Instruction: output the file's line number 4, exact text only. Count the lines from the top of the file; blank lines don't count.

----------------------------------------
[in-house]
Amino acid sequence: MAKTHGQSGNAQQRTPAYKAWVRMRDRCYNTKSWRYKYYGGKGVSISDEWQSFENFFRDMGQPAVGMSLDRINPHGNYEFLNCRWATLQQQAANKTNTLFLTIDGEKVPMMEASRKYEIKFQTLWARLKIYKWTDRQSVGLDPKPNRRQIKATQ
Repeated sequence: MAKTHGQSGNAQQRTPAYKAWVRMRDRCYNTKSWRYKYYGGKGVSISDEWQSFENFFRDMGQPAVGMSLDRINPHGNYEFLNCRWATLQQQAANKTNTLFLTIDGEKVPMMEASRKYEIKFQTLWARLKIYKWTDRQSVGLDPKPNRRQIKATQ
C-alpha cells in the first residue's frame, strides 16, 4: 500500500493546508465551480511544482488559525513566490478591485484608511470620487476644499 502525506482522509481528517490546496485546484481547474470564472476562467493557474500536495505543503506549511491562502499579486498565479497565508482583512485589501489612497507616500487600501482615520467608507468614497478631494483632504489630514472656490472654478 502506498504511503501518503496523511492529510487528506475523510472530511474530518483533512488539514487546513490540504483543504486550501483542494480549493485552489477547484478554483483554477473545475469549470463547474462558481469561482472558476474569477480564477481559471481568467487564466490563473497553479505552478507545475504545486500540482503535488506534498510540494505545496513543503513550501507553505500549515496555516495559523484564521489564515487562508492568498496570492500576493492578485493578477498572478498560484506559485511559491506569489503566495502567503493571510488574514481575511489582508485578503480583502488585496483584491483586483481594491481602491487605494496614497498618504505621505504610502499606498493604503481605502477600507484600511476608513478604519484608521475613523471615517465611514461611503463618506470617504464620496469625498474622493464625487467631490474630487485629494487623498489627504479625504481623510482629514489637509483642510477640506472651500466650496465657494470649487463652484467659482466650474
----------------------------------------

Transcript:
C-alpha cells in the first residue's frame, strides 16, 4: 500500500493546508465551480511544482488559525513566490478591485484608511470620487476644499 502525506482522509481528517490546496485546484481547474470564472476562467493557474500536495505543503506549511491562502499579486498565479497565508482583512485589501489612497507616500487600501482615520467608507468614497478631494483632504489630514472656490472654478 502506498504511503501518503496523511492529510487528506475523510472530511474530518483533512488539514487546513490540504483543504486550501483542494480549493485552489477547484478554483483554477473545475469549470463547474462558481469561482472558476474569477480564477481559471481568467487564466490563473497553479505552478507545475504545486500540482503535488506534498510540494505545496513543503513550501507553505500549515496555516495559523484564521489564515487562508492568498496570492500576493492578485493578477498572478498560484506559485511559491506569489503566495502567503493571510488574514481575511489582508485578503480583502488585496483584491483586483481594491481602491487605494496614497498618504505621505504610502499606498493604503481605502477600507484600511476608513478604519484608521475613523471615517465611514461611503463618506470617504464620496469625498474622493464625487467631490474630487485629494487623498489627504479625504481623510482629514489637509483642510477640506472651500466650496465657494470649487463652484467659482466650474